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Integrational linguistics or integrationism is an approach in the theory of communication that emphasizes the importance of context and rejects rule-based models of language. It was developed by a group of linguists at the University of Oxford during the 1980s, notably Roy Harris.

The International Association for the Integrational Study of Language and Communication (IAISLC) was founded in 1998 and has members in more than twenty-five countries around the world.

References

  • 1998 R. Harris, Introduction to Integrational Linguistics, Oxford, Pergamon
  • 2000 R. Harris, Rethinking Writing, London, Athlone. Integrationist critique of the traditional Western concept of writing as a representation of speech.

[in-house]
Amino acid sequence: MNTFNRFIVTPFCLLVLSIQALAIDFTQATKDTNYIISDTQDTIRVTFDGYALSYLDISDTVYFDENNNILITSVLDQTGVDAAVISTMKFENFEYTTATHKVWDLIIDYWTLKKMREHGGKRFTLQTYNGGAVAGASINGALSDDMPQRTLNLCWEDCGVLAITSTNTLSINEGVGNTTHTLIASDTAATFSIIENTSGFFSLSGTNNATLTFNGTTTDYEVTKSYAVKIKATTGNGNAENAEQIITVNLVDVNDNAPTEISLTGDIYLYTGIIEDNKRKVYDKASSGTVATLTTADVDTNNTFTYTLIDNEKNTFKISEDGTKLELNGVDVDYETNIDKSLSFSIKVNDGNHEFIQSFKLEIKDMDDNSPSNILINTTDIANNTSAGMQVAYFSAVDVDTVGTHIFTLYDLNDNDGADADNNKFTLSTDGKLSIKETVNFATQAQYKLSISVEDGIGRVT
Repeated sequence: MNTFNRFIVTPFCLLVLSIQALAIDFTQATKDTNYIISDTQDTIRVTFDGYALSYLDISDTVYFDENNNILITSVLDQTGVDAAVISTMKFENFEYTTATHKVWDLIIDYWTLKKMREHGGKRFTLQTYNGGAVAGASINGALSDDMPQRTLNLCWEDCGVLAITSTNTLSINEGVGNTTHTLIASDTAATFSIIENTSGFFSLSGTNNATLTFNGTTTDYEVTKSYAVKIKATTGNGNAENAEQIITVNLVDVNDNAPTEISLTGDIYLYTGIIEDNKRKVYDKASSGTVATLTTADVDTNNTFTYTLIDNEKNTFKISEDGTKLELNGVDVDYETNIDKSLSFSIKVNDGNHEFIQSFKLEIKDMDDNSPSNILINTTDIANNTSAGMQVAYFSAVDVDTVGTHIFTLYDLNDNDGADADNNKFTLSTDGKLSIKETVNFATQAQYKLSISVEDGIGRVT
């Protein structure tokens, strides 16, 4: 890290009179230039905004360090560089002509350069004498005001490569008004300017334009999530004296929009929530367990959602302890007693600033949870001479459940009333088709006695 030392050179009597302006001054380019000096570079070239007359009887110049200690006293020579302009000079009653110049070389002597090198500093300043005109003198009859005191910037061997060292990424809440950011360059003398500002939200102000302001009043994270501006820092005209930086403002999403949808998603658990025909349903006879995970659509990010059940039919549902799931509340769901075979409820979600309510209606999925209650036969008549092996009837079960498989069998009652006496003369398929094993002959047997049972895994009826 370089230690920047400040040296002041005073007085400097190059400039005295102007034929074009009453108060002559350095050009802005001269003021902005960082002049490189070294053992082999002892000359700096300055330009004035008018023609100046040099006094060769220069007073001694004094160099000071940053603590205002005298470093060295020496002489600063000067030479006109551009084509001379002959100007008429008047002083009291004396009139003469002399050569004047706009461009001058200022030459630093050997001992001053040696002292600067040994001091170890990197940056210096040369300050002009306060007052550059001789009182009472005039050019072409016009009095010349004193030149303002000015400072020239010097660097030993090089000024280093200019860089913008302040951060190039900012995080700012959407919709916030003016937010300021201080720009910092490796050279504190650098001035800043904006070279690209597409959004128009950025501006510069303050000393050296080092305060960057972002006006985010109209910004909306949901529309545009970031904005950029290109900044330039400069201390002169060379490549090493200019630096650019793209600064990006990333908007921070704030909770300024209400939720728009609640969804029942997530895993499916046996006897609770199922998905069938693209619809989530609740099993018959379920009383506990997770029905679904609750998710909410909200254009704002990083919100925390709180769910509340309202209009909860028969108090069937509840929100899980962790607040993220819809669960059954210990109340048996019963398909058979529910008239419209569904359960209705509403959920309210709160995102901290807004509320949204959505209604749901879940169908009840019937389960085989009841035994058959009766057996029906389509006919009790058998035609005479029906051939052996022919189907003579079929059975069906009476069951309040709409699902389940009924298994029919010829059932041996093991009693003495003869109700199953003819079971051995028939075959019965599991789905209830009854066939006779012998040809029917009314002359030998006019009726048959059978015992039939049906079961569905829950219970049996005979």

• 2001 H.G. Davis, Words. An Integrational Approach, London, Curzon. Integrationist examination of the 'word' as a linguistic unit.
  • 2002 R. Harris (ed.), The Language Myth in Western Culture, London, Curzon. Papers from the first IAISLC international conference.
  • 2003 H.G. Davis & T.J. Taylor (eds), Rethinking Linguistics, London, RoutledgeCurzon. Essays on various topics relating to basic issues in linguistic theory.
  • 2004 S. Pryor Postcards From Writing, CD-ROM, Ballarat. Application of integrationism to language learning at the human-computer interface.
  • 2004 D. Spurrett (ed.), Distributed Cognition and Integrational Linguistics. Special issue of Language Sciences. Vol.26. 6.
  • 2005 R. Harris, The Semantics of Science, London, Continuum. Examination of the language of science from an integrationist perspective.

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